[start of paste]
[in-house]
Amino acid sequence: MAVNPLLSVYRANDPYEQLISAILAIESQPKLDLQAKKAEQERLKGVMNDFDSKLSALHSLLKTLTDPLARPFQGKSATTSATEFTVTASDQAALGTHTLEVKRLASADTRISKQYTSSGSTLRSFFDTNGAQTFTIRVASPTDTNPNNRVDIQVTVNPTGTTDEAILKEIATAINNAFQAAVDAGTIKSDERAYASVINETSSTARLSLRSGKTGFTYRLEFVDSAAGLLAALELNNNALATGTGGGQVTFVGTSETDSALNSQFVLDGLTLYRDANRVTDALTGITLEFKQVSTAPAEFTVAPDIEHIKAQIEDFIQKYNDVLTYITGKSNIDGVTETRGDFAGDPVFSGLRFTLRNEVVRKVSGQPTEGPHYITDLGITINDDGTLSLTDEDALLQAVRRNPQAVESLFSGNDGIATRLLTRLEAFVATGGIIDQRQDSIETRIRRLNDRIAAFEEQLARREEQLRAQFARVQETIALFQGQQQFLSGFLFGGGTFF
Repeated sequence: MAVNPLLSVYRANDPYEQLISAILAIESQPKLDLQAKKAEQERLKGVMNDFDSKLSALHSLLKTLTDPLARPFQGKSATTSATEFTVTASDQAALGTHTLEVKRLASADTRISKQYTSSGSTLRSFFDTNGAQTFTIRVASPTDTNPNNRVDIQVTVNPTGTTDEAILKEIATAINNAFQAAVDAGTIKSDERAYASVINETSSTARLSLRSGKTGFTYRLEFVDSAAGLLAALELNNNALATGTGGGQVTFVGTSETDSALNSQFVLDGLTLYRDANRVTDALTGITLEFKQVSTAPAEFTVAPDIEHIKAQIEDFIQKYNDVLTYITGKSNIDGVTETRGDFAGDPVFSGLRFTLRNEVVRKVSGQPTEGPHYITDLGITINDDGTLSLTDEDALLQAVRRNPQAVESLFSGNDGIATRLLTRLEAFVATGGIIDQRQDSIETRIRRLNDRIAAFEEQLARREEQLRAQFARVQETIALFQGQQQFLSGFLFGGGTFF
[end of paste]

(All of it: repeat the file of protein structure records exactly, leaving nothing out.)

[in-house]
Amino acid sequence: MAVNPLLSVYRANDPYEQLISAILAIESQPKLDLQAKKAEQERLKGVMNDFDSKLSALHSLLKTLTDPLARPFQGKSATTSATEFTVTASDQAALGTHTLEVKRLASADTRISKQYTSSGSTLRSFFDTNGAQTFTIRVASPTDTNPNNRVDIQVTVNPTGTTDEAILKEIATAINNAFQAAVDAGTIKSDERAYASVINETSSTARLSLRSGKTGFTYRLEFVDSAAGLLAALELNNNALATGTGGGQVTFVGTSETDSALNSQFVLDGLTLYRDANRVTDALTGITLEFKQVSTAPAEFTVAPDIEHIKAQIEDFIQKYNDVLTYITGKSNIDGVTETRGDFAGDPVFSGLRFTLRNEVVRKVSGQPTEGPHYITDLGITINDDGTLSLTDEDALLQAVRRNPQAVESLFSGNDGIATRLLTRLEAFVATGGIIDQRQDSIETRIRRLNDRIAAFEEQLARREEQLRAQFARVQETIALFQGQQQFLSGFLFGGGTFF
Repeated sequence: MAVNPLLSVYRANDPYEQLISAILAIESQPKLDLQAKKAEQERLKGVMNDFDSKLSALHSLLKTLTDPLARPFQGKSATTSATEFTVTASDQAALGTHTLEVKRLASADTRISKQYTSSGSTLRSFFDTNGAQTFTIRVASPTDTNPNNRVDIQVTVNPTGTTDEAILKEIATAINNAFQAAVDAGTIKSDERAYASVINETSSTARLSLRSGKTGFTYRLEFVDSAAGLLAALELNNNALATGTGGGQVTFVGTSETDSALNSQFVLDGLTLYRDANRVTDALTGITLEFKQVSTAPAEFTVAPDIEHIKAQIEDFIQKYNDVLTYITGKSNIDGVTETRGDFAGDPVFSGLRFTLRNEVVRKVSGQPTEGPHYITDLGITINDDGTLSLTDEDALLQAVRRNPQAVESLFSGNDGIATRLLTRLEAFVATGGIIDQRQDSIETRIRRLNDRIAAFEEQLARREEQLRAQFARVQETIALFQGQQQFLSGFLFGGGTFF